Collegiate rivalries get a lot more headlines than collegiate collaborations. The media’s focus on collegiate competition is as true in Colorado as it is across the nation. But here in Colorado, the reality is that we’re home to one of the nation’s strongest university collaborations, made even stronger by the participation of an internationally acclaimed federal laboratory. The Colorado Energy Research Collaboratory is a six-year-old research consortium among the Colorado School of Mines, Colorado State University, the National Renewable Energy Laboratory (or NREL, a U.S. Department of Energy lab) and the University of Colorado Boulder. Independently, each of the four institutions has world-class clean energy research programs. Together, the four institutions comprise the most powerful clean energy research center in the world.
A Uniquely Successful Collaboration
The Collaboratory was formally launched in January, 2007, with three principal goals: to create and commercialize clean energy technologies, to serve as an economic driver for the State of Colorado and to train the next generation of scientists and engineers in energy disciplines. Nearly seven years later, the Collaboratory continues to thrive and expand.
The Collaboratory began to take shape in early 2006, with multi-institutional and bipartisan support from the outset. Then-Senator Ken Salazar invited the leaders of NREL and the three universities to engage in a conversation about collaborative research. Former Senator Hank Brown, then serving as the President of the University of Colorado System, immediately offered his support to the effort, as did the leaders of CSU, Mines and NREL. With the commitment of all four institutions, the Colorado General Assembly—with the critical support of Governor Bill Owens—enacted legislation to provide state funding to be used solely as “matching funds,” which were essential to attract federal research funding.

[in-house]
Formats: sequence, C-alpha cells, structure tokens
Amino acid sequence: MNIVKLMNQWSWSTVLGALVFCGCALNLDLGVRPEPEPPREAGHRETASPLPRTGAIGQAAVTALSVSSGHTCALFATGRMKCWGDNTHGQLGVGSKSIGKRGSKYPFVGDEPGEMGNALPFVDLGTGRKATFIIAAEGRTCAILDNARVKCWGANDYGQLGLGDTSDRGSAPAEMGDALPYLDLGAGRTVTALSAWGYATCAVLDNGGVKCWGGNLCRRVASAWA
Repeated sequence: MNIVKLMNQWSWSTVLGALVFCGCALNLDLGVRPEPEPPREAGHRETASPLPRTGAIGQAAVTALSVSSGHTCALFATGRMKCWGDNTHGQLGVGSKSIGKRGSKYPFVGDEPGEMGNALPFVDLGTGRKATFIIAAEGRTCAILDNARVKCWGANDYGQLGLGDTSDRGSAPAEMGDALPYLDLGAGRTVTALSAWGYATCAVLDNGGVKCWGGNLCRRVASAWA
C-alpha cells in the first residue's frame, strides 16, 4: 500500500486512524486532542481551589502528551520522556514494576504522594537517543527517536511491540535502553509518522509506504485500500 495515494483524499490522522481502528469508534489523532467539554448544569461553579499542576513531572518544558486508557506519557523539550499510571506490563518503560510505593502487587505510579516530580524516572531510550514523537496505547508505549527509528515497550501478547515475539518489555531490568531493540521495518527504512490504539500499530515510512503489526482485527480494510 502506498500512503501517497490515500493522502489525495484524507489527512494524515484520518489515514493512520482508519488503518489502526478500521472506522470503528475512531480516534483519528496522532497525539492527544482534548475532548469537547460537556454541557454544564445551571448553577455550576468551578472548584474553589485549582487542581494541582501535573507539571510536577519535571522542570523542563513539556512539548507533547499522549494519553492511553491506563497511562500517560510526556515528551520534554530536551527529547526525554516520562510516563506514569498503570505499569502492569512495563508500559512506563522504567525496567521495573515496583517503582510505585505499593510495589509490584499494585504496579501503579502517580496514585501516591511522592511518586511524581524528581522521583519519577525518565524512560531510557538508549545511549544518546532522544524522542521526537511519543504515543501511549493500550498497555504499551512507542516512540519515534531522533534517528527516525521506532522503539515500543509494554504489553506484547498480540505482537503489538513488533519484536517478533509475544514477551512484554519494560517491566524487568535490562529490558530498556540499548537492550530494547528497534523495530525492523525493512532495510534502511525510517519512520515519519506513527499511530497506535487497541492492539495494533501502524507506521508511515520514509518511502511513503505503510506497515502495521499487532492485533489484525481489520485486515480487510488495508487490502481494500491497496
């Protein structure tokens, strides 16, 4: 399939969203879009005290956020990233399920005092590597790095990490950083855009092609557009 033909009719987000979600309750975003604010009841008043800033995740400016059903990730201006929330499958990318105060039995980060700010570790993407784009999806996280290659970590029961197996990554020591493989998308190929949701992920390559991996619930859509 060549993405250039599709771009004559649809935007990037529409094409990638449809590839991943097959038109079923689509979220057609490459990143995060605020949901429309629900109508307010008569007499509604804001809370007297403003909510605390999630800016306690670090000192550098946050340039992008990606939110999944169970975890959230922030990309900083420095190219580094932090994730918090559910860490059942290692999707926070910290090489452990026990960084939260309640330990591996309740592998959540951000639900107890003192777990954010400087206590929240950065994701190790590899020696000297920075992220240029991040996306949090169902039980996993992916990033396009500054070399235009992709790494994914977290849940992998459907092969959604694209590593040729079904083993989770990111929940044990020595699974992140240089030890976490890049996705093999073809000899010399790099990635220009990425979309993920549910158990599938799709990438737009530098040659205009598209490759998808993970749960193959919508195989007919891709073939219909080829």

The state funding provided between 2007-2009 played a critical role in the success of the Collaboratory. In total, the General Assembly provided $6 million over the course of those years. From January, 2007 through the end of 2012, the Collaboratory employed that $6 million to attract more than $50 million in federal, industry and other private funding to the Colorado institutions and the Colorado economy, a return to the state of more than 8 to 1, making good on the Collaboratory’s commitment to serve as an economic catalyst for Colorado. That was only the beginning.
Outstanding Research Drives Economic Development
Federally funded research grants to Collaboratory institutions include advanced biofuels, algal biofuels, new materials for photovoltaic cells, the physics and chemistry of geologic sequestration of carbon, and, most recently, the potential to use beetle-killed timber as feedstock for the production of biofuels.